Can you support people at the end of their lives with a gift in your Will?


With so many people sadly having died alone during the pandemic, coronavirus has highlighted how important care from Marie Curie Nurses like Georgina Clue is. By remembering Marie Curie in your Will, you’ll help to provide vital support for more families in the future.

A gift to Marie Curie will bring comfort to families at the toughest of times: when someone they love is dying. Your gift means they'll get a helping hand and the reassurance of a friendly face at a difficult time. Your legacy means vital care and support when it's needed most.

Caring for loved ones through the night

“I became a Marie Curie Nurse after seeing the wonderful care they gave my mum when she was dying. I wanted to give other people that compassionate human contact and support in their final hours. It’s a gift that you can give too, when you remember Marie Curie in your Will; a gift thats given with love. Most of the families I visit are absolutely exhausted, but when I arrive they can get respite. I care for their loved one through the night in their home, so families can make the most of time together in the day.”

Georgina Clue
Georgina Clue, Marie Curie nurse

“Gifts in Wills also help us care for people who have nobody beside them. At the height of the pandemic, I was often the only human contact that some people had. I’m glad I could be there to give medication, pain relief and compassion.”  

Nurse Georgina Clue

Your legacy, with love

Your Will tells the people you leave behind about the person you are. It’s about the people you love and the things you care about. Your Will helps pass on your principles and the values that matter to you.

We all have financial commitments, which means we can’t always do as much as we’d like to help other people. A gift left in your Will is an opportunity to give more than you might ever have been able to give in your lifetime, providing comfort, care and compassion for people long into the future.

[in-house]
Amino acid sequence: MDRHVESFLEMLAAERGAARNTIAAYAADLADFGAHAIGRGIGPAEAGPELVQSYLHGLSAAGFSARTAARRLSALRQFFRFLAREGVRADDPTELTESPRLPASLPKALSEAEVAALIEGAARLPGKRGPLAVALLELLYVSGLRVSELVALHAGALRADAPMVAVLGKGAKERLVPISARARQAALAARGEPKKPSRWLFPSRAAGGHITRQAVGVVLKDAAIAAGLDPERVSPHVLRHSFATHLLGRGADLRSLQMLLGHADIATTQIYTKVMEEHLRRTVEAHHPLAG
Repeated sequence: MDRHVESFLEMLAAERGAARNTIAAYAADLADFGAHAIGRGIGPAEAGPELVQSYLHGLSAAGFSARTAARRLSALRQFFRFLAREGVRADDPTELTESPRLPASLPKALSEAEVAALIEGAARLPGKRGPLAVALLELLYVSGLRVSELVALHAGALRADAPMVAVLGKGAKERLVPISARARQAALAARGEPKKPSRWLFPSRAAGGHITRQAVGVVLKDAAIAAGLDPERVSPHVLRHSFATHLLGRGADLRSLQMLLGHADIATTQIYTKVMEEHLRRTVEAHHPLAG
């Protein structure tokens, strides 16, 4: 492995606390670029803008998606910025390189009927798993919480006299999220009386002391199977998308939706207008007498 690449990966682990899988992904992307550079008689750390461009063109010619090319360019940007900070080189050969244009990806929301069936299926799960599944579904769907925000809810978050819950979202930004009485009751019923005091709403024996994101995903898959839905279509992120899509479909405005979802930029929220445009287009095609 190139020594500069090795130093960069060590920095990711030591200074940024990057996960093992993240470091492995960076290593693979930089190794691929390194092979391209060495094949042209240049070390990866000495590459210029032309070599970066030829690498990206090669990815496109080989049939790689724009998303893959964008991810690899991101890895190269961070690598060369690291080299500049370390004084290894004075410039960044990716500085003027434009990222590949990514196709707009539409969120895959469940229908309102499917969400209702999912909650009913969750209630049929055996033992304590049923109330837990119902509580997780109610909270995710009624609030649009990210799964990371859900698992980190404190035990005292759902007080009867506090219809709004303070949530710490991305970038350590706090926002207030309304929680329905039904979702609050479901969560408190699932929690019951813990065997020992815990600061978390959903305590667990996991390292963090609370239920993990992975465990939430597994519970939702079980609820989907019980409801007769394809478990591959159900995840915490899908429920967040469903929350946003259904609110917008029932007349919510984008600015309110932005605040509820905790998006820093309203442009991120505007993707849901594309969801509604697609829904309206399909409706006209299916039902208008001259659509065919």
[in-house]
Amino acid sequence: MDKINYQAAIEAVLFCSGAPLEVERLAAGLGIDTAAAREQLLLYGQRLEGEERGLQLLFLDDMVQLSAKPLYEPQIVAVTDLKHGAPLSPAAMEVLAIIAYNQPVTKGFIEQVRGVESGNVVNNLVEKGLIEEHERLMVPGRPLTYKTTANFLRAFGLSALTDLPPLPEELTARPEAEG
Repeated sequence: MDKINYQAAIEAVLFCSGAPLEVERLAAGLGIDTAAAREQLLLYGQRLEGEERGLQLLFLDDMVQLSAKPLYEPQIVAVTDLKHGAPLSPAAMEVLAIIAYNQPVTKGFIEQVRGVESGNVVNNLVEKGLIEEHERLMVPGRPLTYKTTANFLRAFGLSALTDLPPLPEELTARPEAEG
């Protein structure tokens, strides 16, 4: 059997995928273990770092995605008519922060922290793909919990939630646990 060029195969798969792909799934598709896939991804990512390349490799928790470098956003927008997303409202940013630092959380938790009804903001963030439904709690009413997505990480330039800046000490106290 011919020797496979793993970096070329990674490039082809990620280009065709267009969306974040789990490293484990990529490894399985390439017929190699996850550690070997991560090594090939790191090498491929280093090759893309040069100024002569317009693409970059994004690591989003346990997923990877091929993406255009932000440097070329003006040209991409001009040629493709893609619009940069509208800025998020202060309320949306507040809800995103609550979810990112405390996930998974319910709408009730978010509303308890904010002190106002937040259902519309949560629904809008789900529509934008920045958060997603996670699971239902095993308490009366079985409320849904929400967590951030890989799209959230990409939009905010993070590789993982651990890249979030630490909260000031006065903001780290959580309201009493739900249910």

Find out more about how to leave a gift in your Will at

Help us be there for more people in the future

Unfortunately, one in four people don’t get the care we all deserve at the end of life, or the choice about where they’d like to spend their final days.

With an aging population in the UK, the demand for Marie Curie care is growing.

Gifts in Wills ensure Marie Curie Nurses can be there to provide one-to-one specialist care to someone living with a terminal illness and support for their loved ones, far into the future.

“By including a gift in your Will to Marie Curie, of even one percent of your estate, you can help us be there for more people in the future, leaving a legacy of love and compassion. That’s a wonderful gift to leave behind.” 

Nurse Georgina Clue

What can I do next?

Visit to find out more about how to leave a gift in your Will and download your free guide. Alternatively, call 0800 144 5740 or search ‘Marie Curie Gifts in Wills’ online.


Barry and Sue Pettit

"The Marie Curie Nurses made such a difference. Our son Jon died two days after his 23rd birthday and we couldn’t have coped without their support. We’re leaving a gift to Marie Curie because we want others to benefit from the wonderful care we had."

Barry Pettit, Marie Curie Supporter



This content is sponsored by Marie Curie  Marie Curie

Tags: Marie Curie

More in Family & relationships

Planning for life and death is the new normal

Covid-19 continues to have a massive impact on the global economy and has shown us just how fragile our lives are. Tony Page weighs age, mortality and commonsense planning as the government considers easing lockdown.           

The only cure for grief is to grieve

Watching a television news report of serious flooding recently I was concerned to hear the way in which a priest described people’s distress. “I actually saw a grown man in tears,” he said. Why shouldn’t a grown man be in tears? What message was that priest conveying to the millions watching? That things needed to be pretty awful for a grown man to cry? That men should not cry? That men are different to women? What is a grown man?

The new rules of bereavement

The omnipresence of social media and digital communication tools have forced us to re-evaluate how we process previously private matters such as bereavement and grief. Sarah Seaton examines how always-on connections complicate how we deal with death.